An East Village landlord who tenants say has put them through hell agreed to a judge's timeline to correct hazardous conditions and pay thousands of dollars in fines in housing court Thursday.

Landlord Lionel Nazarian has spent months gut-renovating empty apartments at 192-4 First Avenue while allegedly sending remaining tenants threatening emails. Tenants say Nazarian has also been deliberately cutting off utilities, pestering them with buyout offers, and turning their building into a chaotic, illegal construction zone: all part of an apparent campaign to force them out and bring in market rate tenants.

Nazarian now has 75 days to restore gas, which has been out in half of the apartments since June. Other issues include a broken intercom system, and a sagging floor on the fourth floor. Work has also continued on one side of the building, tenants say, despite a stop work order issued by the Department of Buildings.

Housing Court Judge Peter Wendt made the consent judgment Thursday, in a case brought against Nazarian by NYC Housing Preservation and Development. He will pay $5,000 immediately and $48,000 if repairs are not made within 75 days.

One of his tenants, 95-year-old Jean, lives alone (she asked that we withhold her last name out of concerns about possible retaliation). Jean was injured last fall after a portion of her ceiling collapsed amid repair work in neighboring apartments.

"For Jean this means she will be able to cook her own meals again," said tenant Susanne Adrian, who lives in the building with her husband and 11-year-old son. "Today proves that landlords' strategies of 'divide and conquer' don't work, and that landlords are on notice."

Attorney Patrick Tyrell, who is representing the tenants in a separate lawsuit, said he detected a "shift" in Nazarian's attorneys on Thursday, a day after Gothamist published a story on the tenants' plight. He's hopeful that the judge's ruling on the HPD case will compel the landlord to act, though only time will tell.

"Their attorneys were well aware of the story that came out, and I think... that their clients [have] got to understand now that this is a matter of really serious public interest," Tyrrell said. "This is part of a pattern not only across the East Village but every borough. Whatever tactics they are trying to use to intimidate and harass low-income tenants, they just gotta know, people pay attention to this and care deeply about these stories."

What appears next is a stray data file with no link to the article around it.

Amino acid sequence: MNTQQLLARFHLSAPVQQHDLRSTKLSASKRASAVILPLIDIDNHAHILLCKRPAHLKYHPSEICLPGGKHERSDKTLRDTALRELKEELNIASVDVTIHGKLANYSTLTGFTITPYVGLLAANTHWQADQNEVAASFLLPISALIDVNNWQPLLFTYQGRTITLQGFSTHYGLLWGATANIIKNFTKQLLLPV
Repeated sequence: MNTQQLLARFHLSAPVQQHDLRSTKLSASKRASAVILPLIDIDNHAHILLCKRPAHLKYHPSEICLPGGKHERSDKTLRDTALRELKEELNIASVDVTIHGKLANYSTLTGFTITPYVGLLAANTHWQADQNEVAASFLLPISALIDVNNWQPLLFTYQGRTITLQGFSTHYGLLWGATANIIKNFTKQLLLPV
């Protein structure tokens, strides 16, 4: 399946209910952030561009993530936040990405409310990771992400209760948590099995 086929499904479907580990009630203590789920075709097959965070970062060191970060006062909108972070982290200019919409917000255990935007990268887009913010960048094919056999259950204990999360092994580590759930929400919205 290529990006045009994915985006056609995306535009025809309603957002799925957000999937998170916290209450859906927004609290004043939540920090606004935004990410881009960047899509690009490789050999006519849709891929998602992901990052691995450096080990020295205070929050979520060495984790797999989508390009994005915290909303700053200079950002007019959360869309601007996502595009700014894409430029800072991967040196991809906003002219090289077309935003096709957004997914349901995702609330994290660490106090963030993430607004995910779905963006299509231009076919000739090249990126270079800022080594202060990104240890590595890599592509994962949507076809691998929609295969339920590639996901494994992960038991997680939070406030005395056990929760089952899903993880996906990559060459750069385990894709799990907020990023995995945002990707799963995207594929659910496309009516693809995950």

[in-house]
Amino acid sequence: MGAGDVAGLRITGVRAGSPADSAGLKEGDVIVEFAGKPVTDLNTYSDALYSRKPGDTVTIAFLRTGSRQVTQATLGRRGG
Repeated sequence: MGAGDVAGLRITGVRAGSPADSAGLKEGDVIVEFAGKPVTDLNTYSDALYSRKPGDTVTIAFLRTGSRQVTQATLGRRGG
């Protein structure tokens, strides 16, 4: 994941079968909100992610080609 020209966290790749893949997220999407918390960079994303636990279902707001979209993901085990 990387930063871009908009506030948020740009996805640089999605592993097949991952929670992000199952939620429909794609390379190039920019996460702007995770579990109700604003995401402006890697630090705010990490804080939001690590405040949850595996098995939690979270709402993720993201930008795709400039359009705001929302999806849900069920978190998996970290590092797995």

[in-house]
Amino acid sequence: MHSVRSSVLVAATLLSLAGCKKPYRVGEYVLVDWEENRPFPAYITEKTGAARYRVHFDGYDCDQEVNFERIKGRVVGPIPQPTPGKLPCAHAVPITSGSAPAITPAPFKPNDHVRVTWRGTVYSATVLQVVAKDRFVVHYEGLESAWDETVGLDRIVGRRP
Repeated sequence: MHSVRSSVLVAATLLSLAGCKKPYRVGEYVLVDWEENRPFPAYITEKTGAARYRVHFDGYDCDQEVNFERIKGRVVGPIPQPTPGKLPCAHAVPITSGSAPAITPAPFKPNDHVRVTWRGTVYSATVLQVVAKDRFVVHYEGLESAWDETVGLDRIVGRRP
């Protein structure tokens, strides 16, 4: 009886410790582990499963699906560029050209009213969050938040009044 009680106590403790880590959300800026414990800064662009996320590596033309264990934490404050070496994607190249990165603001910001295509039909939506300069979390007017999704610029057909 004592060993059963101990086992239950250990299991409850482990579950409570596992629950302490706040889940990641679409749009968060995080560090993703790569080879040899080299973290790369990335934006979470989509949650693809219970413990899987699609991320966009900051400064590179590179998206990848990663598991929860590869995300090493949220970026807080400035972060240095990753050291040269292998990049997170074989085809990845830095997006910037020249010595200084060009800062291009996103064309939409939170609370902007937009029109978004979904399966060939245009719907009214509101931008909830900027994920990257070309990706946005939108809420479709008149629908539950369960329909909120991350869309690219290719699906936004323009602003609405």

Still, Tyrrell described his efforts in court as "damage control" after months of dangerous conditions. Nazarian has already managed to replace some regulated tenants in the building with higher-paying renters, after all.

"We're in the aftermath for the most part, and these companies move so quickly, that's a big part of it," he said. "And even if [tenants] know their rights, they don't have the time or resources to enforce them. City and State enforcement is so crucial here."

Tenant harassment as business model is a major issue in the East Village and beyond, according to housing advocates. The umbrella term is predatory equity, according to Stabilizing NYC, a coalition of grassroots groups fighting the problem city-wide. They have four criteria, but a landlord need only meet one: high tenant turnover, complaints of harassment, poor building conditions, and a high debt-to-income ratio.

"There's not many small-time landlords anymore," Urban Justice Center Stabilizing NYC coordinator Jackie Del Valle explained recently. "It's all part of a bigger market system. There's no understanding that these are people's homes, and housing should be for people and not for profit."

Attorneys for Nazarian declined to comment to Gothamist in court on Thursday.

Additional reporting by Clifford Michel.